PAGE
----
‘Windows on Japan’, a Stationary Voyage Through Culture

Éric Faye offers the reader the opportunity to explore Japan through modern works in literature and cinema.


WordsClémence Leleu

© Éditions Picquier

What if it were possible to visit Japan, understand its subtleties, unravel its codes, and discover its grey areas without ever having set foot in the country? This is what author Éric Faye enables the reader to do in his book Fenêtres sur le Japon (‘Windows on Japan’). It does not comprise a itinerary of unmissable places for those wanting to visit the country, but rather 50 chapters, each of which immerses the reader in a Japanese work, allowing them to grasp ‘as many keys on a keychain as possible, each one corresponding to an aspect of Japanese society’, as the author explains in the introduction.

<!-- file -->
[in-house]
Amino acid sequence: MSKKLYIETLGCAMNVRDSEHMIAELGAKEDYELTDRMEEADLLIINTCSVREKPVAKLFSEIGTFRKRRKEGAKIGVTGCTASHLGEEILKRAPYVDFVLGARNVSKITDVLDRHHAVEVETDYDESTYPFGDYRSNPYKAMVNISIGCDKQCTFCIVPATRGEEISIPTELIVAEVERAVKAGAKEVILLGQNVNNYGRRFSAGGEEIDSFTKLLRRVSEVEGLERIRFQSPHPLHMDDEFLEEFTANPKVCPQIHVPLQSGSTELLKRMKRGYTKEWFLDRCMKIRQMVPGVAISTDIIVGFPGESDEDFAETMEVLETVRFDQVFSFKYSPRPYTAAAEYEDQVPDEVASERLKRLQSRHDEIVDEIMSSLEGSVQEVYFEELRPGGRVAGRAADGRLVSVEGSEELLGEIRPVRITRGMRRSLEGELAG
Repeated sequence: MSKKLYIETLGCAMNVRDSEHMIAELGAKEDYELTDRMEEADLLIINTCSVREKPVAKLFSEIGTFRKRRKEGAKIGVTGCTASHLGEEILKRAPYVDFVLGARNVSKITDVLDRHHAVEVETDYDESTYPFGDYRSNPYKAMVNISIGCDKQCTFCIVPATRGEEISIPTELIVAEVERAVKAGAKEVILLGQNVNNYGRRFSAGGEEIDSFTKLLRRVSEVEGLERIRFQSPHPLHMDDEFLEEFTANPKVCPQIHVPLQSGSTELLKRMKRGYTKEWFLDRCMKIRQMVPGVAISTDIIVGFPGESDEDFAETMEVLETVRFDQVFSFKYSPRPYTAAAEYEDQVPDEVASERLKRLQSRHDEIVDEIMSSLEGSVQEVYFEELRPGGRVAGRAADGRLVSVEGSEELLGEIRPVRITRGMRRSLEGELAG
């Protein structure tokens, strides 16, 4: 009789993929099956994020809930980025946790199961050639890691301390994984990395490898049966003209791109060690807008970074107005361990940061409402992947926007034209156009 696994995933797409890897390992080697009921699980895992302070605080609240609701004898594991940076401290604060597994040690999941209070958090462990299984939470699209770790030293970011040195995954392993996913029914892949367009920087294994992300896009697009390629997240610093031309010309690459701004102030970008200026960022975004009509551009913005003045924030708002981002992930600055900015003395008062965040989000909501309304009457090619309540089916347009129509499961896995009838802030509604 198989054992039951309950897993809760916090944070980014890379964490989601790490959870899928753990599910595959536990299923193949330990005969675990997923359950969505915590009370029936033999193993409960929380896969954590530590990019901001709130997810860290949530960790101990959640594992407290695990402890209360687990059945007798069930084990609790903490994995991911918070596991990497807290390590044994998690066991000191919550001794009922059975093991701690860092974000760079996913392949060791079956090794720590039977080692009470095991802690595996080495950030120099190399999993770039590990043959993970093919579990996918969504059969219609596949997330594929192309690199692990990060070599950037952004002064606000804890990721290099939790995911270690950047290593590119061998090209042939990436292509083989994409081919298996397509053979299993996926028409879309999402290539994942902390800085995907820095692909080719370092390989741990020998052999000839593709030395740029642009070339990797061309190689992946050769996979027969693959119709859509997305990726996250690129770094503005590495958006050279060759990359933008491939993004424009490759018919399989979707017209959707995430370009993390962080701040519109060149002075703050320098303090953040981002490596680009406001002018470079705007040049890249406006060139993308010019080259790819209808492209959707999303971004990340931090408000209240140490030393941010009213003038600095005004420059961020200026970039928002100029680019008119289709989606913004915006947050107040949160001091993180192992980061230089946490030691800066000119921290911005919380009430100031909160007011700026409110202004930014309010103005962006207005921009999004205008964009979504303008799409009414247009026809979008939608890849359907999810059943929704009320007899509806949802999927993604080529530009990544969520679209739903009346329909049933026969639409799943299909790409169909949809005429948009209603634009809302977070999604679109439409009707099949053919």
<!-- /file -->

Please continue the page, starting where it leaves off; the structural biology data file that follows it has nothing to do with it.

Following on from Paul Claudel

Fenêtres sur le Japon is not the work of a specialist, but a writer’s cultural stroll through literary and cinematographic territories. The starting point is the threshold of literature and modern cinema, exactly where Paul Claudel, writer, diplomat, and one-time ambassador to Tokyo, had stopped. Thus, Éric Faye calls upon Kenzaburo Oe and his Okinawa Notes, Ryu Murakami, and Yukio Mishima’s Confessions of a Mask, through the intermediary of which he addresses the issue of homosexuality in Japan.

With regard to cinema, Sonatine by Takeshi Kitano acts as a perfect introduction to the yakuza, while Yasujiro Ozu’s cinema serves as a pretext to dissect relationships between men and women in Japan. 

Éric Faye is a French novelist and essayist who was born in 1963. He has released several books on the theme of Japan including a travel narrative, Malgré Fukushima, journal japonais (2014), and Nagasaki (2010), a novel inspired by a minor news item that took place in Fukuoka. He was awarded the Grand prix du roman de l’Académie française for this book in 2010.  


Fenêtres sur le Japon (2021), a book by Éric Faye and published by Editions Picquier, is not currently available in English.